How many biographers have had the opportunity to actively challenge their subjects' veracity? Not content to leave even the (seemingly) most minute details to chance, Sereny conducted exhaustive archival research and background interviews with Speer's family, friends, former associates, and enemies. This allows her to face Speer on equal footing -- and thus reveals new insights on the most enigmatic of Hitler's ministers.
While the central theme of the book revolves around the question of what Speer knew about the Final Solution, and when he knew about it, the story of how one man could be almost wholly seduced by evil is also investigated. The reader will learn that Speer, unloved as a child, came under Hitler's influence in the way that many young men with lacunas in their souls will come to misidentify membership in a collective enterprise with their own self-worth.
In fact, if, as William Manchester said, Speer's 'Inside the Third Reich' "takes us through the looking-glass," then Sereny's book represents the adventures in Wonderland itself. The history of Hitler's Germany is seen from the unique context of the Hitler-Speer relationship. Far from relying on one-dimensional oversimplification, though, Sereny explores just how masterfully the Nazi hierarchy came to power and prosecuted a war -- proving once again that evil is not always overt and monstrous, but subtle and palliative.
Was Speer a dissembler? Was he sincere in his attempt to atone for his particpation in an evil regime? I will leave the reader to his own conclusions.
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29 of 30 people found the following review helpful By C. Kaye on January 12, 2007
Format: Hardcover
I have never seen an author come close to Sereny in her ability to portray and accept the complexity of human nature, which she does with this Albert Speer book to the nth degree; it is a work of art.

This book is never dry and never didactic. Unlike like some historians, Ms. Sereny never forgets that at the root of her story lie human beings, and righfully they should be at the center of any story of human history. She always relates it back to the human being.

I find Publisher's Weekly's assertion that she was his apologist to be laughable; she never, ever lets him off the hook. One feels that she is a very moral human being.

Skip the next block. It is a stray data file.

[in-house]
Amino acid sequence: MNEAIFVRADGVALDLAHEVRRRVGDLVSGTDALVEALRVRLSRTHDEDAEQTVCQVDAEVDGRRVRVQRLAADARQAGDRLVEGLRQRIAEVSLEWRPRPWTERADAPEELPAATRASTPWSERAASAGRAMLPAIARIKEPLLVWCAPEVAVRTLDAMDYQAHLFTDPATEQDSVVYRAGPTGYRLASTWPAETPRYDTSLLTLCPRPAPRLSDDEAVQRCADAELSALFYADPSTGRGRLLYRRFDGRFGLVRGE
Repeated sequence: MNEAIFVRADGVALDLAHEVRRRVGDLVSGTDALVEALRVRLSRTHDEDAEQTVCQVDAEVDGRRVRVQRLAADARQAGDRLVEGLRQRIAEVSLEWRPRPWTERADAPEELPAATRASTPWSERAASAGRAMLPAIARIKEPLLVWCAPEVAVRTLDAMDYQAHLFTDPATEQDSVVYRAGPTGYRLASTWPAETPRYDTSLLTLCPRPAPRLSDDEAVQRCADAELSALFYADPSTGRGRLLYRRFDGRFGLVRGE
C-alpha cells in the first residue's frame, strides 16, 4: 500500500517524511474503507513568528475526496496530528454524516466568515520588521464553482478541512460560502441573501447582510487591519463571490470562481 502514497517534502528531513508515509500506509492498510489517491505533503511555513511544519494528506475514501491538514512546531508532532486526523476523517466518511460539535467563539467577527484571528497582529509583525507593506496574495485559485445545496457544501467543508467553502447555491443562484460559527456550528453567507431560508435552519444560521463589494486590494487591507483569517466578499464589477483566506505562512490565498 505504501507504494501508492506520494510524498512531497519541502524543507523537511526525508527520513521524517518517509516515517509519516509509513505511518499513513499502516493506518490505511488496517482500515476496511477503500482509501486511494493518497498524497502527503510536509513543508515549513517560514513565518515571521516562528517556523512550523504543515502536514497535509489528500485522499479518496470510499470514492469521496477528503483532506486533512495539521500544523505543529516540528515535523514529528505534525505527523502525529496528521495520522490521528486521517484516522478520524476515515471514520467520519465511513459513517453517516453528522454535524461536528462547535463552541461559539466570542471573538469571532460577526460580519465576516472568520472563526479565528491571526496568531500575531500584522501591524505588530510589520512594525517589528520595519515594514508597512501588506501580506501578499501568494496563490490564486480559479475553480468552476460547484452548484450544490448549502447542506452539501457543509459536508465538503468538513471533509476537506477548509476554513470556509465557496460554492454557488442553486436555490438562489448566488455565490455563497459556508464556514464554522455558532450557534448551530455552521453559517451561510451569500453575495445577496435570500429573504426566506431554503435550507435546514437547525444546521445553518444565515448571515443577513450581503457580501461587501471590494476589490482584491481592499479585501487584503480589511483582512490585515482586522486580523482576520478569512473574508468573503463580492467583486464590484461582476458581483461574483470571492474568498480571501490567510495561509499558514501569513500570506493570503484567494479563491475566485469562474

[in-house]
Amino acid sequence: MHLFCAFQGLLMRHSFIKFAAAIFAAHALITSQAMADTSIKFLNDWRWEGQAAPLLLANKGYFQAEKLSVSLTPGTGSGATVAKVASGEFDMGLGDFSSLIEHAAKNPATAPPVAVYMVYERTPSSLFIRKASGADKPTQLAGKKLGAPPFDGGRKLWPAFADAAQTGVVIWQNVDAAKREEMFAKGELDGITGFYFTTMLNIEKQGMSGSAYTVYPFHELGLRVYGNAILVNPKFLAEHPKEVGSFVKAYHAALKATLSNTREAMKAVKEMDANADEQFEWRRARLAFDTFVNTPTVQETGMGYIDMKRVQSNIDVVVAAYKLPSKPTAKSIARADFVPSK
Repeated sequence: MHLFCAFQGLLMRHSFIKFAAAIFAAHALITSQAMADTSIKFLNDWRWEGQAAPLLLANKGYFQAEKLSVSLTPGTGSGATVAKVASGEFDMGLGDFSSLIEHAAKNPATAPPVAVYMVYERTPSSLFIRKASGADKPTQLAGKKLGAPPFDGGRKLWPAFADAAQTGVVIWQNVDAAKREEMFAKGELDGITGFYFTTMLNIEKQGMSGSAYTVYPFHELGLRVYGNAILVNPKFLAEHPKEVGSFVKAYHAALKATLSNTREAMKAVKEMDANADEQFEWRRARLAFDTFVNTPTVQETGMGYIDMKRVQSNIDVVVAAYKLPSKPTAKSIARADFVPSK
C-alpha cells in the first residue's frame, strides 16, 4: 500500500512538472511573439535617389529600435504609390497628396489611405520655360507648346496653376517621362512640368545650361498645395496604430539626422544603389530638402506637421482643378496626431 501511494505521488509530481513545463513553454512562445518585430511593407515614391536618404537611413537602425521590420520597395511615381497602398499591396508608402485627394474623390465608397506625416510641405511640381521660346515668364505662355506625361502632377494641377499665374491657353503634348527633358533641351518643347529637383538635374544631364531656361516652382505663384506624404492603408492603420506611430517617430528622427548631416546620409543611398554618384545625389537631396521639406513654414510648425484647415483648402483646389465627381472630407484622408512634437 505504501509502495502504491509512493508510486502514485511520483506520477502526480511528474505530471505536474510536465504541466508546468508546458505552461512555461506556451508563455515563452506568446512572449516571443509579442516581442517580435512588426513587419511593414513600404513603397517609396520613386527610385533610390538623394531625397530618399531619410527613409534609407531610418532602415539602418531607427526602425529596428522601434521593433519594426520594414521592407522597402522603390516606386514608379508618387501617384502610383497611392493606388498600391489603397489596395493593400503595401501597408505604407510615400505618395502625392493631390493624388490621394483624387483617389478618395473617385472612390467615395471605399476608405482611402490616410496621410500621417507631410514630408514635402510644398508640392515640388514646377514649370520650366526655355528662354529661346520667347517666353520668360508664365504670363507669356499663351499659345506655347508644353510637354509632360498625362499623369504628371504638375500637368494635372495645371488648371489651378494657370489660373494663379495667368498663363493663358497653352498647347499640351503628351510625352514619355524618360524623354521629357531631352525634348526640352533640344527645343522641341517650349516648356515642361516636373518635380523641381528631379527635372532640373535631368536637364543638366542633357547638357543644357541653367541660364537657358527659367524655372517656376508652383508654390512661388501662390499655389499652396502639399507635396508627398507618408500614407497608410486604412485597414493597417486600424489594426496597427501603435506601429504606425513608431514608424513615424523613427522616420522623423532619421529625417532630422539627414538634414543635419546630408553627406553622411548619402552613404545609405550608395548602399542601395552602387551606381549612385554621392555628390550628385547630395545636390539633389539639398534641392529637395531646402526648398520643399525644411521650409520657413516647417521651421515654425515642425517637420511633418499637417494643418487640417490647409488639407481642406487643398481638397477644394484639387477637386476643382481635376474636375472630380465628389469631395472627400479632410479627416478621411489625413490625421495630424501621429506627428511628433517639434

This 700+ page book is never dull. The portrait she etches of Albert Speer and the people of his time is indelible; I doubt you will ever forget it. And if you live with your books the way I do you will find yourself thinking about your own morality when you are through.

I read her "Marybelle" book a few years ago and was bowled over by it; it is as fine a book as the Speer book though much smaller. In this country where we are having a field day charging and sentencing children as adults it is a necessity to read.

Let me end this by saying Gitta Sereny is of the caliber of Hannah Arendt, though the better writer!
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22 of 23 people found the following review helpful By Timothy Ritter on August 20, 2000
Format: Paperback
While it is intriguing to speculate whether Speer knew or did not know about the extermination of the Jews, that is only the smallest part of this vast work of scholarship. Gitta Sereny came to the conclusion that Speer was neither moral nor immoral, but rather "morally extinguished". That is a somewhat ambiguous term, but from what I read in Speer's books and from what Sereny reveals in this one, I take it to mean something fairly simple: Speer was aware of people being imprisoned and killed, but really didn't pay much attention because he was too busy with his career.
He noticed Jews being lined up at the Berlin train station to be taken somewhere; he didn't have the inclination or the time to find out why or where. He noticed that his boss had started a war; he was too busy to wonder whether the war was justified--he was an architect and any number of projects had to be attended to. His boss ordered him to assume leadership of armaments production for the war; refusing the order was not an option. He discovered that armaments production was accomplished largely by slaves, who died in great numbers at their work. Perhaps he heard of work areas where very little work was done and very, very large numbers of people died, of causes unrelated to work. Perhaps he did not. Sereny's book is largely a probe into whether he knew about the extermination camps or not.
Of his repentance after the war there can be little doubt. He quarrels in Spandau with the other Nazis over whether they did anything wrong. He is mocked by one of his closest former Nazi friends for his "public mea culpas". He speaks with a chaplain in Spandau about his desire to make himself a "different man".